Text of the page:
Therefore, in order not to go to war again, a powerful psychological drug was developed to suppress all human emotions. The state mandated that the drug had to be taken every day by every citizen. If one missed a day in taking his medication, the emotional part of the brain would start to arise again within the human mind. According to the autocratic leaders of the surviving city-state, that would not be good. Therefore, they supposed that human emotions would lead to another world war where the existence of all humanity would again be endangered. But in actuality, the leaders had gained power during the war, and subsequently, they did not want to relinquish that power after the war.

In order to prevent another world war, the autocratic leaders of the now totalitarian city-state, convinced the people to take their daily emotion-suppression medication. As a result, there was an “equilibrium” of emotionality among the people. The movie was subsequently entitled, Equilibrium.

The problem was that one day one of the law-enforcement officers of the state forgot to take his daily medication, and subsequently, he started to experience some emotions. And then he missed another day. To him, and all those who had refused the medication–and were now living underground–it was a decision between making a choice and enjoying freedom, or submitting to a totalitarian state whose citizens walked around like emotionless zombies doing their commanded duties.

The movie Equilibrium was first released in 2002. That was twenty years ago! In many ways, the movie may have been prophetic of our times. Therefore, when vaccinations are available for a population to escape a pandemic war, the vaccination must still remain in the freedom of individual choice. Governments may mandate vaccination standards, but this is not within the realm of Divine authority, lest we create the “vaccinated church” and the “unvaccinated church.”

However, in reference to the authority of the state to mandate that which is good for the whole of society, in a democracy we the people often relinquish into the hands of our government the power to determine that which is good for the whole. If we do not do this, then we have no democracy. We will loose our freedom of choice in a society of totalitarian rule. Nevertheless, if we would be citizens of a healthy society in a democracy, we as a collective of society must relinquish some of our personal freedoms for the sake of the survival of society as a whole.

When our freedoms are slowly eroded away by state coercion, the story never ends well. In a democracy, the state is composed of politicians, and with politicians, remaining in power is often more important than the individual freedoms of the individual citizens. In fact, this thirst for power corrupts the morals of the politicians. It is for this reason that politicians in a democratic state are often known for being liars. They are such people in order to stay in power. It is just an inherent flaw of democracy. On the other hand, autocratic dictators in a totalitarian state will often say the truth more often than a power-hungry elected politician in a democratic state.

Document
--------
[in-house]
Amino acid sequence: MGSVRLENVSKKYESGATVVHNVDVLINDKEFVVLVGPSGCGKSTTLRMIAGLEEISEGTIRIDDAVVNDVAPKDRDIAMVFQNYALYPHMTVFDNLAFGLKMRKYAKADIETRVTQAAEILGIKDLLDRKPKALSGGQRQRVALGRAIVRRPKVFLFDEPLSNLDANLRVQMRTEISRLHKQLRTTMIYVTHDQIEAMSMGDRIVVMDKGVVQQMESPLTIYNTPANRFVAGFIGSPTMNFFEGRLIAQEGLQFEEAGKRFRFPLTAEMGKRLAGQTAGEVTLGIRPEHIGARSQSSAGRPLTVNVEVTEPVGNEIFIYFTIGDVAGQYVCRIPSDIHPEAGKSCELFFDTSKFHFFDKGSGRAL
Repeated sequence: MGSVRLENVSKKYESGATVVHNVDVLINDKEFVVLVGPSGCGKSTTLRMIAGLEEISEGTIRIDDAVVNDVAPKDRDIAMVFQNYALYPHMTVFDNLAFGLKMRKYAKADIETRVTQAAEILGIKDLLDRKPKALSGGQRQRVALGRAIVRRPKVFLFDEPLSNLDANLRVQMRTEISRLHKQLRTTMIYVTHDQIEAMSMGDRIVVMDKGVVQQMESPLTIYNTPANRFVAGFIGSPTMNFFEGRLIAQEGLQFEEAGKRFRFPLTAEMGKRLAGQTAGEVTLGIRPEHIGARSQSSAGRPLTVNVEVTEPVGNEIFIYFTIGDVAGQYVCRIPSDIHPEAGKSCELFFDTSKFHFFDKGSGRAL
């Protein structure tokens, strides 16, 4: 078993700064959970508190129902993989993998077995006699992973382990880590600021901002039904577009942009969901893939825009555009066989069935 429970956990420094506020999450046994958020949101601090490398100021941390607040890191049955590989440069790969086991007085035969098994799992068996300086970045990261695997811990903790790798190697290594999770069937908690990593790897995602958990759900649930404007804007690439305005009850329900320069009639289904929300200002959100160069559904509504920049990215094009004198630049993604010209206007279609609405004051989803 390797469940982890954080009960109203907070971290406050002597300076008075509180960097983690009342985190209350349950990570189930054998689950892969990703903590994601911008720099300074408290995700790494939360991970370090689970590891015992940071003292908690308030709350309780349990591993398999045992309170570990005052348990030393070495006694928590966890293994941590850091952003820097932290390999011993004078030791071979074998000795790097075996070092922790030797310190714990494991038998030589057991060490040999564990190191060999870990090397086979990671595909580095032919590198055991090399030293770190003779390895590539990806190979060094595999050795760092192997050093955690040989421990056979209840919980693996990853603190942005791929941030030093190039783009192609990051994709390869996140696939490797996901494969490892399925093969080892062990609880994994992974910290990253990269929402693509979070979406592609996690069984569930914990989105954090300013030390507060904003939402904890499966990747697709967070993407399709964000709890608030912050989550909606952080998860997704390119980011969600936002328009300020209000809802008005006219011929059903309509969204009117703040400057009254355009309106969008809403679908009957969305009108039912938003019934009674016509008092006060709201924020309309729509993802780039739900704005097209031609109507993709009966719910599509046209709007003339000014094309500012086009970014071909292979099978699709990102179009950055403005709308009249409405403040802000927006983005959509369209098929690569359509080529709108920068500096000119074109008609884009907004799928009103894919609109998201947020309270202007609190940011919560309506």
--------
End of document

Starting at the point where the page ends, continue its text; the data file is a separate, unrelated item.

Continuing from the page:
Moral decisions are the responsibility of Bible-obedient children of God. Unfortunately, we have too many autocratic politicians in the state who thirst only for power, regardless of the freedoms of the individual citizens of the state. Sir William Wallace (portrayed by Mel Gibson) in the 1995 released movie, Braveheart, is still right when he cried out at the end of the movie before his execution, “FREEDOM!”

OK, so you would like an example of the leadership of South Africa as to why the fourth wave of the present pandemic is closing, and at the same time, the rest of the world is still struggling in the midst of this wave. Here is one reason why: A great political meeting of people was recently scheduled for a visit of the President of South Africa. The mass gathering was composed of those of the President’s constituency who had voted him into office.

South African President Cyril Ramaphosa subsequently arrived at the place of assembly. Before he was allowed out of vehicle, his security personnel, as usual, first entered into the assembly hall where all the people had gathered. However, the security personnel returned to the vehicle in which the President was seated, and informed him, “This is not a legal assembly. There are too many people who have gathered. There is no social distancing because of the mass number of people, and many are not wearing face masks.”

President Ramaphosa replied, “We cannot attend this illegal assembly,” and thus his motorcade moved on. This is leadership, not a thirst for power that would violate the very mandate of the South African Health Department that put restrictions on the number of people who could gather in assembly halls of various sizes. This example is one of those reasons why South Africa is rapidly moving out of the fourth wave and on to some normality. It is a matter of leadership, not playing politics by narcissistic political figures who are looking for opportunities to exert power. It is leadership of a population of people who are willing to forego some of their freedoms in order to eventually be set free from an unseen enemy.

(Boris Johnson should have called up Cyril Ramaphosa before he accepted invitations to all those parties.)